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Radio waves propagate in air (or space) at the speed of light (300 million meters per second). The velocity of propagation[v], wavelength [ ] and frequency [f] of a radio wave are related by the equation: V = f = 3 X 108 m/s This equation can be arranged to make f or the subject, as follows: F = 3 X 108/ Hz and = 3 X 108 / fm As an example, a signal at a frequency of 1 MHz will have a wavelength of 300 m whereas a signal at a frequency of 10 MHz will have a wavelength of 30m.

3.4 Modulation In order to convey information using a radio frequency carrier, the signal information must be superimposed or modulated onto the carrier. Modulation is the name given to the process of changing a particular property of the carrier wave in sympathy with the instantaneous voltage (or current) signal. The most commonly used methods of modulation are amplitude modulation (AM) and frequency modulation (FM). In the former case, the carrier amplitude (its peak voltage) varies according to the voltage, at any instant, of the modulating signal. In the latter case, the carrier frequency is varied in accordance with the voltage, at any instant, of the modulating signal. Figure B shows the effect of amplitude and frequency modulating a sinusoidal carrier (note that the modulating signal is, in the case, also sinusoidal). In practice, many more cycles of the radio frequency carrier would occur in the time span of the cycle of the modulating signal.

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Figure 3.2 Amplitude & Frequency Modulation The term angle modulation is the generic term encompassing both frequency modulation and phase modulation. Frequency modulation involves operating directly upon the frequency determining elements of an oscillator stage (e.g. by means of a variable capacitance diode placed across the oscillator-tuned circuit or connected in series with a quartz crystal).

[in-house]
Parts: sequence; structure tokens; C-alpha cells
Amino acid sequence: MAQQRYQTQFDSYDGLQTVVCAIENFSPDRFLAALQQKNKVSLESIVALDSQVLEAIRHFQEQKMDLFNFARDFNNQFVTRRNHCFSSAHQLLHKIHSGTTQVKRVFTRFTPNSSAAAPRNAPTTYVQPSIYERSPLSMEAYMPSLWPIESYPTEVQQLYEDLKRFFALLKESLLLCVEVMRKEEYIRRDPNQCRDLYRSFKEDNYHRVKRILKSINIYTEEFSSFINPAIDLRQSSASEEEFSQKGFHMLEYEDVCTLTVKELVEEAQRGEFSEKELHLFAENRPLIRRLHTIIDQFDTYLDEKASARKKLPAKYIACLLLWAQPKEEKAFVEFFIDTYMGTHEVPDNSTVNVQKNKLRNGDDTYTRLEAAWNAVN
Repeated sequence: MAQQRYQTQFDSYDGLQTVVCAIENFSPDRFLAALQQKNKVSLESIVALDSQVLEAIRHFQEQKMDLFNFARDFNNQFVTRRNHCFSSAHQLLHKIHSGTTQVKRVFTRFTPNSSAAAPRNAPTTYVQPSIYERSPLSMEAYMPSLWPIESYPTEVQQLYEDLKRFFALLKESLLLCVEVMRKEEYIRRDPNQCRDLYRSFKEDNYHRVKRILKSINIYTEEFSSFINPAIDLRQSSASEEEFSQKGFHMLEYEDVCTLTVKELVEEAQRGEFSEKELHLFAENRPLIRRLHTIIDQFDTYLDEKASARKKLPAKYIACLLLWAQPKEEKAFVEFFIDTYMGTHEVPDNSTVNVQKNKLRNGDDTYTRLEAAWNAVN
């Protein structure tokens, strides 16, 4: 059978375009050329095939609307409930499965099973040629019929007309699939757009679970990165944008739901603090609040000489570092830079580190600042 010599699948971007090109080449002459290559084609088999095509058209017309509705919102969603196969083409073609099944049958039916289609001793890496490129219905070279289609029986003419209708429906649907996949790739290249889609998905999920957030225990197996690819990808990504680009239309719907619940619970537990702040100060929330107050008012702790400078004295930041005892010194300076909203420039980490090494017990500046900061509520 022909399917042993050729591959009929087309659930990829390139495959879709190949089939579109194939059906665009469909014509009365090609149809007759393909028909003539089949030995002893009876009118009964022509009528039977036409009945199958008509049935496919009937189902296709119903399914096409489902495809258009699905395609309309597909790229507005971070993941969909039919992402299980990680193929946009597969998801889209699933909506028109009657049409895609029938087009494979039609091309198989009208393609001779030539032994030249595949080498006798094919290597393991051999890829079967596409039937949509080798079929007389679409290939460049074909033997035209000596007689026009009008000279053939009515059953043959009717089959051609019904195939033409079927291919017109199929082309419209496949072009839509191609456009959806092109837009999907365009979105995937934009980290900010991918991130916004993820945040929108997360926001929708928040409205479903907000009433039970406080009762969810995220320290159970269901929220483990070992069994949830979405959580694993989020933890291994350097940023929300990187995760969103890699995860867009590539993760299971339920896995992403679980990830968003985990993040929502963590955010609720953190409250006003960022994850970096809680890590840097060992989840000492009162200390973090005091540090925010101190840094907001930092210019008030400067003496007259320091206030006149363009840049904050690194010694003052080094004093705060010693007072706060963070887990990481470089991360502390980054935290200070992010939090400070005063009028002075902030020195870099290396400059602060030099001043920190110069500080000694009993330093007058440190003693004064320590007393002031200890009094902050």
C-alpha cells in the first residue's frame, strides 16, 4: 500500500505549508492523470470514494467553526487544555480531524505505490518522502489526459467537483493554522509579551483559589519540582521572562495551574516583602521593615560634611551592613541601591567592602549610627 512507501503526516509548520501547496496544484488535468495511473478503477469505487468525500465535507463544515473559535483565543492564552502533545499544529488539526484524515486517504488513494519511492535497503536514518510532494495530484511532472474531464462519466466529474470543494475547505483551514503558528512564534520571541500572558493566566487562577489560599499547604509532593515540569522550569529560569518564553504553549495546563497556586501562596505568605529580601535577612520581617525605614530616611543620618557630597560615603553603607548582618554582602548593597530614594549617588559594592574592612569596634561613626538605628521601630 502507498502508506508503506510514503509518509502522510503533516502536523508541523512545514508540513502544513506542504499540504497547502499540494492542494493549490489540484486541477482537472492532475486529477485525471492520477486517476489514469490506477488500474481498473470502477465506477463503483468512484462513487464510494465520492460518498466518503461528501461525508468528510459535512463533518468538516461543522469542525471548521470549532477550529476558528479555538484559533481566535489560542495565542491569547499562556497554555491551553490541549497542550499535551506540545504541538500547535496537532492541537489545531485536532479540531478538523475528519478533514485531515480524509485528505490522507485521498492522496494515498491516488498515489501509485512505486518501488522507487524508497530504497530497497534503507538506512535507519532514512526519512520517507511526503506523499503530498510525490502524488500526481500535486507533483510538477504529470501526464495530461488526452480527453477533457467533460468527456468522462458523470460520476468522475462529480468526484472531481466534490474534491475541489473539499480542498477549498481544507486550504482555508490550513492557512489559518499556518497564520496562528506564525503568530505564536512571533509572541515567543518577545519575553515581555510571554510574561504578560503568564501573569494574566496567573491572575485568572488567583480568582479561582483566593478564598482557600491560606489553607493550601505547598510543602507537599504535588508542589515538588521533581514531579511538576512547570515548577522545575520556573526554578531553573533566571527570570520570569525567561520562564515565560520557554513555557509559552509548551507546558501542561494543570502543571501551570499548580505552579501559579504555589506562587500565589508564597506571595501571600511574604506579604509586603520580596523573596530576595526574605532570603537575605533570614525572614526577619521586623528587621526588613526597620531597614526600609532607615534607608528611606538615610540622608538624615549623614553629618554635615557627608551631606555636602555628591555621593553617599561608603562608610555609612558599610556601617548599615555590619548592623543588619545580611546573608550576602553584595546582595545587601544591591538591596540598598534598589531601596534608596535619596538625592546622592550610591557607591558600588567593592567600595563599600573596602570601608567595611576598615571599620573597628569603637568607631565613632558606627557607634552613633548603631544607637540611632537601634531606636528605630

Phase modulation, on the other hand, acts indirectly by changing the phase of the signal in a subsequent stage (e.g. by means of a variable capacitance diode acting in a phase shifting circuit).

If the modulating signal (audio) is correctly tailored prior to its application to the phase modulated stage, the end result is identical to that of frequency modulation. The reason for this is that, in a true FM system, the deviation produced is the same for all modulating signals of equal amplitude (i.e. the amount frequency deviation is independent of the frequency of the modulating signal). In a phasemodulated system, on other hand, the amount of frequency deviation is proportional to both modulating signal amplitude and modulating signal frequency. Thus in a phase modulated system without audio tailoring, a modulation signal of 2 kHz will produce twice as much frequency deviation as an equal amplitude modulating signal of 1 kHz. The desired audio response required to produce FM, therefore, is one, which rolls off the frequency response by half for each doubling of frequency (equivalent to 6-dB per octave roll-off). This can be easily achieved using a simple R-C low-pass filter.
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3.5 Demodulation Demodulation is the reverse of modulation and is the means by which the signal information is recovered from the modulated carrier. Demodulation is achieved by means of a demodulator consists of a reconstructed version of the original signal information present at the input of the modulator stage within the transmitter. Figure C shows the simplified block schematic of a simple radio communication system comprising on AM transmitter and a tuned radio frequency (TRF) receiver. Within the transmitter, the carrier wave (of constant frequency) is generated by means of a radio frequency oscillator stage. In order to ensure that the carrier is both accurate and within in frequency, this stage would normally employ a quartz crystal within its frequency generating circuitry. The output of the modulator (a modulated carrier) is amplified before outputting to the aerial system. The output is usually carefully filtered to remove any spurious signals (harmonics) which may be present and which may otherwise cause interference to other services. At the receiver, the signal produced by the receiving aerial is a weak copy of the transmitted signal (its level is usually measured in a V). Also present will be countless other signals at different